In the early years, Judge Wheaton provided funding for the Seminary’s first boarding house and instructional building. His wife, Fanny Morey Wheaton, donated $100 to begin the library collection. Despite these gifts, the student tuition and fees provided the operating budget for the Seminary. For this reason, the Wheaton family intervened continually to assist with the maintenance and development of Wheaton Female Seminary. Some specific projects that might not have become realities include the creation of the Art Department, construction of a new classroom building, the chemistry laboratory, and the expansion of the boarding house.
When Laban Morey died, Eliza Baylies Wheaton cancelled a debt owed to him by the Seminary. Mrs. Wheaton also donated large and small items that enriched the educational experience of Seminary students. The Ober Collection, a natural history collection, and a piano are two such examples. In support of Wheaton Female Seminary’s dedication to science, Mrs. Wheaton donated a telescope and an observatory.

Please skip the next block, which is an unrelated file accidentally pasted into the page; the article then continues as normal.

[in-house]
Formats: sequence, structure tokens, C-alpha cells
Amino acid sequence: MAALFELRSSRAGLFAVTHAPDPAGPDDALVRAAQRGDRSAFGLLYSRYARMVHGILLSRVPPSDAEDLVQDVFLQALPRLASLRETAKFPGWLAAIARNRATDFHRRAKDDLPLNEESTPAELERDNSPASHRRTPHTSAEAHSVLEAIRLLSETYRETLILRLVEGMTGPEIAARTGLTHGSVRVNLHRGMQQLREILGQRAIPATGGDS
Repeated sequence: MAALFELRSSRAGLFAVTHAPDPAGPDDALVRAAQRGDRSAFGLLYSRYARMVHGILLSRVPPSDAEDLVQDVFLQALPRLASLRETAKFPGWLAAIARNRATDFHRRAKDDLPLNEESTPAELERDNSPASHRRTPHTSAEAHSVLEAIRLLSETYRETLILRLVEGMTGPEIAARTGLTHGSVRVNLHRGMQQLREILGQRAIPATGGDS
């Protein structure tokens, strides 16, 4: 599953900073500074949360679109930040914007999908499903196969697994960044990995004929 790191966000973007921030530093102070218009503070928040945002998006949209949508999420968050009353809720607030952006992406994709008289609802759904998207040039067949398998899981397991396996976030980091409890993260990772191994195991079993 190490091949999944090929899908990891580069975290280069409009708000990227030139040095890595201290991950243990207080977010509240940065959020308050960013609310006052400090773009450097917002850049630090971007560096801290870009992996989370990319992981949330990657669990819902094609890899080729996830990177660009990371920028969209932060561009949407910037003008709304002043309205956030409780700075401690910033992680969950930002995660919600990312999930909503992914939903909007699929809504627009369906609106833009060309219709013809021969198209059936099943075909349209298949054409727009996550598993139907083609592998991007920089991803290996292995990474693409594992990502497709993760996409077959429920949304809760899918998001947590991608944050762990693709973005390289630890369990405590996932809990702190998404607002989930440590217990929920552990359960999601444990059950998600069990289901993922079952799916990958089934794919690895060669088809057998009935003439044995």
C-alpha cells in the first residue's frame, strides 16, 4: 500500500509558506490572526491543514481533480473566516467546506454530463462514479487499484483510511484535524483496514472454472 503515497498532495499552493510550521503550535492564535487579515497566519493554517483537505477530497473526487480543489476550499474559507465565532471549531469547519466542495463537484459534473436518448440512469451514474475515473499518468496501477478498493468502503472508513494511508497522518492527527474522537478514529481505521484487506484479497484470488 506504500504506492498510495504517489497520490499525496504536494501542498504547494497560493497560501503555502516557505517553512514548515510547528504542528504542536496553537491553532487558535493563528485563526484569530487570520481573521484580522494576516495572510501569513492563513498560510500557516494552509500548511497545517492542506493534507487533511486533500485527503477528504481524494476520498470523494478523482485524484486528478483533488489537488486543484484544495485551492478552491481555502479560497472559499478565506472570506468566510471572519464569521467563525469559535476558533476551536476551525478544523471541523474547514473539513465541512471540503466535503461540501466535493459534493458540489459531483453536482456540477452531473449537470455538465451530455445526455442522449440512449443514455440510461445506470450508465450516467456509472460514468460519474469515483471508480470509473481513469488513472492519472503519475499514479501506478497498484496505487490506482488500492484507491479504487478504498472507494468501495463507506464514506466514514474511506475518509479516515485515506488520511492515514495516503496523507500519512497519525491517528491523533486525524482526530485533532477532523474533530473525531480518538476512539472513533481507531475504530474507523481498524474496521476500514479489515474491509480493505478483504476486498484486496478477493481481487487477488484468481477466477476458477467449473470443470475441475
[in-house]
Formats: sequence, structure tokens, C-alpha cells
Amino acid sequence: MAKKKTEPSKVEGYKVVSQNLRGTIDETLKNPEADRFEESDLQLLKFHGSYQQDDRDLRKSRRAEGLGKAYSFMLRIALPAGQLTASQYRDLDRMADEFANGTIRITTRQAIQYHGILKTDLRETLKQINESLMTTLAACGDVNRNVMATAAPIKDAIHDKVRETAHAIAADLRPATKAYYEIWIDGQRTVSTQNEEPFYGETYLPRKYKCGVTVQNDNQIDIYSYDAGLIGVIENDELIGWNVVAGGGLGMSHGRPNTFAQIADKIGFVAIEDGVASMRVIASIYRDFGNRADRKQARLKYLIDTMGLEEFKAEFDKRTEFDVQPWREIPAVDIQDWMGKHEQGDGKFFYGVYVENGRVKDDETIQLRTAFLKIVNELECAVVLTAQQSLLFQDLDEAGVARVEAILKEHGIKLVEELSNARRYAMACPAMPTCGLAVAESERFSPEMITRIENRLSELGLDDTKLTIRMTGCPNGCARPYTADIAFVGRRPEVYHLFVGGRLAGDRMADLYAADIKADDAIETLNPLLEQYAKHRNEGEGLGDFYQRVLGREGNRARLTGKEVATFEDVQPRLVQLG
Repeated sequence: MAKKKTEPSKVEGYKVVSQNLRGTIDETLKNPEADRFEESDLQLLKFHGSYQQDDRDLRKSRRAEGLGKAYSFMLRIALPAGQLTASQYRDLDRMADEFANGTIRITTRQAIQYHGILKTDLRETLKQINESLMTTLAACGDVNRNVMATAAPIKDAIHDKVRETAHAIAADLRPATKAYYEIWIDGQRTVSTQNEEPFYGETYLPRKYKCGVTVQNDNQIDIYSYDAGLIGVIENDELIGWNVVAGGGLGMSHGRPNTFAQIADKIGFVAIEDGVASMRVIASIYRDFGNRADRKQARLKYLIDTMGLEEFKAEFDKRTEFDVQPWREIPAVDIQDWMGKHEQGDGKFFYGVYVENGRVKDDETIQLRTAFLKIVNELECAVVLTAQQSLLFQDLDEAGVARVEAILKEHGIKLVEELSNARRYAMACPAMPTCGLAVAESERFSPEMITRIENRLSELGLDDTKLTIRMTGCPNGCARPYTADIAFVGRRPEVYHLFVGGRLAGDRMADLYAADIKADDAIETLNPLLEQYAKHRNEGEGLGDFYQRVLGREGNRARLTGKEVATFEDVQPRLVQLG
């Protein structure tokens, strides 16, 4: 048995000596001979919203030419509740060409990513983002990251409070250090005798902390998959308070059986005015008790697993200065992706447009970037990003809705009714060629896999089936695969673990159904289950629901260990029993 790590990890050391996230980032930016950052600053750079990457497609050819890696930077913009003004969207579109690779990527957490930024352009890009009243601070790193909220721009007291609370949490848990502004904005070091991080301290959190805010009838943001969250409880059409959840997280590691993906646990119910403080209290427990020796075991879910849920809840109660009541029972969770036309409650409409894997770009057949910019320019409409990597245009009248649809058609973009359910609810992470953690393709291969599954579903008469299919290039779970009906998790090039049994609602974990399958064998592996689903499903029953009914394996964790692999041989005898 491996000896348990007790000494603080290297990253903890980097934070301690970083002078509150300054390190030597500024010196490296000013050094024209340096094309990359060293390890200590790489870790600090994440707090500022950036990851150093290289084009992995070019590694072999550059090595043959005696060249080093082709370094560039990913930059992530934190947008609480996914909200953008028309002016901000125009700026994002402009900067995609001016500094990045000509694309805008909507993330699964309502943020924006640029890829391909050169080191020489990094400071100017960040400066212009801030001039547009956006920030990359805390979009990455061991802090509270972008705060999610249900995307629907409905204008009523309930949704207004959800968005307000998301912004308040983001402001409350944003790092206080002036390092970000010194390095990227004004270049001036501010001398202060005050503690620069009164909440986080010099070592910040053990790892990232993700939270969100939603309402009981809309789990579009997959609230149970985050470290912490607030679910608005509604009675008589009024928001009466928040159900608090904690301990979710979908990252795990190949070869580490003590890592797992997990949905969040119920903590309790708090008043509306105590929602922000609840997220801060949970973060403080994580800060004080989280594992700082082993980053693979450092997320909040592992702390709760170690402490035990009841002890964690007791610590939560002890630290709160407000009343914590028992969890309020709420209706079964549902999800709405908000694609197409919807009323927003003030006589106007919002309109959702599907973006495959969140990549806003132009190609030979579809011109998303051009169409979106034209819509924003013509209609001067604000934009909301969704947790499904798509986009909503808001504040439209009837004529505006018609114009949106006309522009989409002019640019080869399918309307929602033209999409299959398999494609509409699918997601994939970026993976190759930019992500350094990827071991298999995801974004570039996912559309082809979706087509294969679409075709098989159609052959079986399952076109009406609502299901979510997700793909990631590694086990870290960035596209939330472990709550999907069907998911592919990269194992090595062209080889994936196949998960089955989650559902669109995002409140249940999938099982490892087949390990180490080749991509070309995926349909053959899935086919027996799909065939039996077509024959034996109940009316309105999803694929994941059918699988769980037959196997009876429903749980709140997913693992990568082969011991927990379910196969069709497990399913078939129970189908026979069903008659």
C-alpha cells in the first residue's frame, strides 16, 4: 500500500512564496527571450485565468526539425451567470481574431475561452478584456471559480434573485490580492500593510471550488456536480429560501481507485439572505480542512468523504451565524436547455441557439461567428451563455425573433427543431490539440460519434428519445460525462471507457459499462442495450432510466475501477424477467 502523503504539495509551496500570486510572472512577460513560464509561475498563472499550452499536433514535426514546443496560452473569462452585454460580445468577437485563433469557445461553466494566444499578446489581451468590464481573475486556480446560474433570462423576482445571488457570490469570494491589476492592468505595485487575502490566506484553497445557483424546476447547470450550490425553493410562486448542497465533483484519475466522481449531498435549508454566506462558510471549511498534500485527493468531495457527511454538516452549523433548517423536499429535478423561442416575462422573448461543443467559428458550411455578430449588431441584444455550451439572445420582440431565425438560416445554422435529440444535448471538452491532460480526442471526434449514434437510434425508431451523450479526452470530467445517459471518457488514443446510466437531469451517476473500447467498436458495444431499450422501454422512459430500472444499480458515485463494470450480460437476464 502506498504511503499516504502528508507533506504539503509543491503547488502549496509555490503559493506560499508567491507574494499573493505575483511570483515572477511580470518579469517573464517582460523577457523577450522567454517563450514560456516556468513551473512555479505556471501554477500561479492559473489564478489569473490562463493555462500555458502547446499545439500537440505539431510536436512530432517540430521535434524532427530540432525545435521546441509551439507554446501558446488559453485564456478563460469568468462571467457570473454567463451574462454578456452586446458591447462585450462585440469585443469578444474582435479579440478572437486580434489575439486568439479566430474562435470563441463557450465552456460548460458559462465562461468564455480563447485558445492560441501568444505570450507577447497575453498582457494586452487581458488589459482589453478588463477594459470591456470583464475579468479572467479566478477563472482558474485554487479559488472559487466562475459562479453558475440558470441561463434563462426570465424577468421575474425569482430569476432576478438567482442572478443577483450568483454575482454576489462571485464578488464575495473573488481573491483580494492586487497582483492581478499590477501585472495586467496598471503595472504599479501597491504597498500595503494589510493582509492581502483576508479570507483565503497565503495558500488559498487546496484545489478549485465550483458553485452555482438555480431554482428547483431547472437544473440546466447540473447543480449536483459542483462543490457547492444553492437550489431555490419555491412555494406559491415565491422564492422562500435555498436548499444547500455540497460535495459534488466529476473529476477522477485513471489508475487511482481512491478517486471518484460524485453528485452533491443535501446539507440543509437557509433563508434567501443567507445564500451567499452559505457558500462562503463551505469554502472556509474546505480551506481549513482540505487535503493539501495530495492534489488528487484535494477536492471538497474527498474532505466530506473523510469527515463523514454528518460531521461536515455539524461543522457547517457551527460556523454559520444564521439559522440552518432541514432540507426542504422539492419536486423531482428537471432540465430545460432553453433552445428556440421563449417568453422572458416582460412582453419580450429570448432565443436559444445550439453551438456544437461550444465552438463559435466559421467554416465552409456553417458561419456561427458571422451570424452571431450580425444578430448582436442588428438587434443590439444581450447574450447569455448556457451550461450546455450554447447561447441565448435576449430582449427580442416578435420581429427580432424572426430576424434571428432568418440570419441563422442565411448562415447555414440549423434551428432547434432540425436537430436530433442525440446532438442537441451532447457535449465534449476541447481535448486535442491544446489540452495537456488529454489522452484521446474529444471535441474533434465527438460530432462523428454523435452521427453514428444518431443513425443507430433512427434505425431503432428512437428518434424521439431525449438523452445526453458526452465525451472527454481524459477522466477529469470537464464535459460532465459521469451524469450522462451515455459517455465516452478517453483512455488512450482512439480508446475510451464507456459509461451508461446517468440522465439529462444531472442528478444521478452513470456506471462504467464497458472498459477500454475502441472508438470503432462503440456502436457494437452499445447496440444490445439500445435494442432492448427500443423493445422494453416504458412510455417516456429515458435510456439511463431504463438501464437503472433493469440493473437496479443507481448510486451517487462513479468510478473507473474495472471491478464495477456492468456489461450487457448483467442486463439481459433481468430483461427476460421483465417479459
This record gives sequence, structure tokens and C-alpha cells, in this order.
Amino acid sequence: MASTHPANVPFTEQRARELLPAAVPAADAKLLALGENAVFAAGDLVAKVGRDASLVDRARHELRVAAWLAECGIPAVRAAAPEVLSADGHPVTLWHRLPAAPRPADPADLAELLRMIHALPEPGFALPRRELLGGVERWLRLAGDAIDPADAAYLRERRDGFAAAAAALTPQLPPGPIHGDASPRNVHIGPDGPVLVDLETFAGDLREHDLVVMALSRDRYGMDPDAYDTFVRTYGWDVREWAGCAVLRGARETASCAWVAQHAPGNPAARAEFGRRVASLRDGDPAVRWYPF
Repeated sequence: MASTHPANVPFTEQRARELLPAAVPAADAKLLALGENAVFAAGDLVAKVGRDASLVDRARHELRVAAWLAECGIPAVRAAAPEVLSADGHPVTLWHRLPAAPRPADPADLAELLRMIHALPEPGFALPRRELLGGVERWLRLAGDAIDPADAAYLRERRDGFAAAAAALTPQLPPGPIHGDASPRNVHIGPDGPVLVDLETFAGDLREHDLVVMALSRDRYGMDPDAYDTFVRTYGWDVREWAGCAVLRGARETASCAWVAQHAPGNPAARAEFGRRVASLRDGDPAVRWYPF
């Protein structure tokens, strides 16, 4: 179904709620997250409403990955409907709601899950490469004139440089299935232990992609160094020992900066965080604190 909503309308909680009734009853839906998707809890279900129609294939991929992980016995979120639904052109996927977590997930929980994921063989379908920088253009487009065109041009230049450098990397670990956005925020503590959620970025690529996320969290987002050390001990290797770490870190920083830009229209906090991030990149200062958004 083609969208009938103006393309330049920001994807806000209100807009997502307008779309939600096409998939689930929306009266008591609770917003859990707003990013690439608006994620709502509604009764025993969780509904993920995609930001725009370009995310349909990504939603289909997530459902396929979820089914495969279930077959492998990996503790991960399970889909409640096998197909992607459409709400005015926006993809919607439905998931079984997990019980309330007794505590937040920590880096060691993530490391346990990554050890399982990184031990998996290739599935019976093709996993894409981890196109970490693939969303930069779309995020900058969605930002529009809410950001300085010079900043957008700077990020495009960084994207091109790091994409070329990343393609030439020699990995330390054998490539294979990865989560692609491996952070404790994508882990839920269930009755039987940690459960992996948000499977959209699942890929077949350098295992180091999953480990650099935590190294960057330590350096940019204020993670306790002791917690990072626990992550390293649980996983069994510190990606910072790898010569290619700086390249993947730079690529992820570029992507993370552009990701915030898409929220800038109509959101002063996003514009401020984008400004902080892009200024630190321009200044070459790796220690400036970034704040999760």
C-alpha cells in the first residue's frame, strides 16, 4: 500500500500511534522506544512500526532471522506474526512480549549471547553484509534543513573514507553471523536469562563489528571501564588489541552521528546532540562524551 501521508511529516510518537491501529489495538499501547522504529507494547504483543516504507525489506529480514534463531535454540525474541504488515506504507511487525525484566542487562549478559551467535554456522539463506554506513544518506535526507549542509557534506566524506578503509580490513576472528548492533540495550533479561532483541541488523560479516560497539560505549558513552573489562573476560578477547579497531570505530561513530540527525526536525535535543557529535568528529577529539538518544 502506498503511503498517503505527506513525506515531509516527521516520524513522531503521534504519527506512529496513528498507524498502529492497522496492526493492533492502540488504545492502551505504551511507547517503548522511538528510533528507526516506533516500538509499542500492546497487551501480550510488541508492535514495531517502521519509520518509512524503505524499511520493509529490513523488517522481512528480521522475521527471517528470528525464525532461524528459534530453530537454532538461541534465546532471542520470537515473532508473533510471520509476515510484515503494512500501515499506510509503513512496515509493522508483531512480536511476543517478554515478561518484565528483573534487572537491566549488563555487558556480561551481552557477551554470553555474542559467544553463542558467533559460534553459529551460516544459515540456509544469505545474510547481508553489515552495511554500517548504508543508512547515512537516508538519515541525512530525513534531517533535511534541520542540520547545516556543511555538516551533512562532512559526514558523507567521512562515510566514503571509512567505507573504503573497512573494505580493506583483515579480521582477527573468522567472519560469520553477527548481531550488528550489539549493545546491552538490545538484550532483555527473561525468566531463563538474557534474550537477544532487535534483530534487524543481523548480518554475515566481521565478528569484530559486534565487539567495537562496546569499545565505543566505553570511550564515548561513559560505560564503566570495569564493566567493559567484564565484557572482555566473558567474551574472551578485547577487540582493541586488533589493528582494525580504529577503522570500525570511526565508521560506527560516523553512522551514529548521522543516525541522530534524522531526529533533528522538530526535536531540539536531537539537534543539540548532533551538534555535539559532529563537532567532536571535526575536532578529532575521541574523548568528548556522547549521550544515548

Starting in 1880, Wheaton Female Seminary was able to offer six scholarships of one hundred dollars each “for the benefit of young ladies of more than ordinary promise who need pecuniary assistance.” The scholarships were made possible through a donation from Mrs. Wheaton.
When Wheaton Female Seminary began its transition into a college, Mrs. Wheaton sold almost half of her property to fund the necessary expansion and improvements. She willed her remaining property, including the Winter Street estate in Boston, to Wheaton Female Seminary. Mrs. Wheaton’s estate, which came to the Seminary at her death in 1905, formed the initial endowment for Wheaton College.